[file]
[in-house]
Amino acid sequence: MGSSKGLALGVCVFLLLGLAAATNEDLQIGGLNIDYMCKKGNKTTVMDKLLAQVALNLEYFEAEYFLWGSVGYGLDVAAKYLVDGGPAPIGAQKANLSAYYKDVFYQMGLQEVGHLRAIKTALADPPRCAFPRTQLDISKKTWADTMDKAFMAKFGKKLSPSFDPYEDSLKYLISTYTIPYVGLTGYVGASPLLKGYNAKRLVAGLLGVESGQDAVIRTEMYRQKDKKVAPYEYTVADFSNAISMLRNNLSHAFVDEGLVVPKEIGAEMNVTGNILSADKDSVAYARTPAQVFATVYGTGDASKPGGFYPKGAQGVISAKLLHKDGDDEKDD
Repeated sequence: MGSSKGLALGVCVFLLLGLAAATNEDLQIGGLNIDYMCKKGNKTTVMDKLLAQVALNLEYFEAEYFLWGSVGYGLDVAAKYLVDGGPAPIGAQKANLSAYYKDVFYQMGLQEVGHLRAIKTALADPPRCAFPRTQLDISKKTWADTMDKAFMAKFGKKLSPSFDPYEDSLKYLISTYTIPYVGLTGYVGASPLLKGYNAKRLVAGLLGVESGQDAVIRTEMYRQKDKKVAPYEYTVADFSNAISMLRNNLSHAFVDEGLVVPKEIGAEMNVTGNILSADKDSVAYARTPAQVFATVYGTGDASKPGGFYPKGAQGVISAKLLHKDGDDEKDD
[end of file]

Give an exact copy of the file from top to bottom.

[in-house]
Amino acid sequence: MGSSKGLALGVCVFLLLGLAAATNEDLQIGGLNIDYMCKKGNKTTVMDKLLAQVALNLEYFEAEYFLWGSVGYGLDVAAKYLVDGGPAPIGAQKANLSAYYKDVFYQMGLQEVGHLRAIKTALADPPRCAFPRTQLDISKKTWADTMDKAFMAKFGKKLSPSFDPYEDSLKYLISTYTIPYVGLTGYVGASPLLKGYNAKRLVAGLLGVESGQDAVIRTEMYRQKDKKVAPYEYTVADFSNAISMLRNNLSHAFVDEGLVVPKEIGAEMNVTGNILSADKDSVAYARTPAQVFATVYGTGDASKPGGFYPKGAQGVISAKLLHKDGDDEKDD
Repeated sequence: MGSSKGLALGVCVFLLLGLAAATNEDLQIGGLNIDYMCKKGNKTTVMDKLLAQVALNLEYFEAEYFLWGSVGYGLDVAAKYLVDGGPAPIGAQKANLSAYYKDVFYQMGLQEVGHLRAIKTALADPPRCAFPRTQLDISKKTWADTMDKAFMAKFGKKLSPSFDPYEDSLKYLISTYTIPYVGLTGYVGASPLLKGYNAKRLVAGLLGVESGQDAVIRTEMYRQKDKKVAPYEYTVADFSNAISMLRNNLSHAFVDEGLVVPKEIGAEMNVTGNILSADKDSVAYARTPAQVFATVYGTGDASKPGGFYPKGAQGVISAKLLHKDGDDEKDD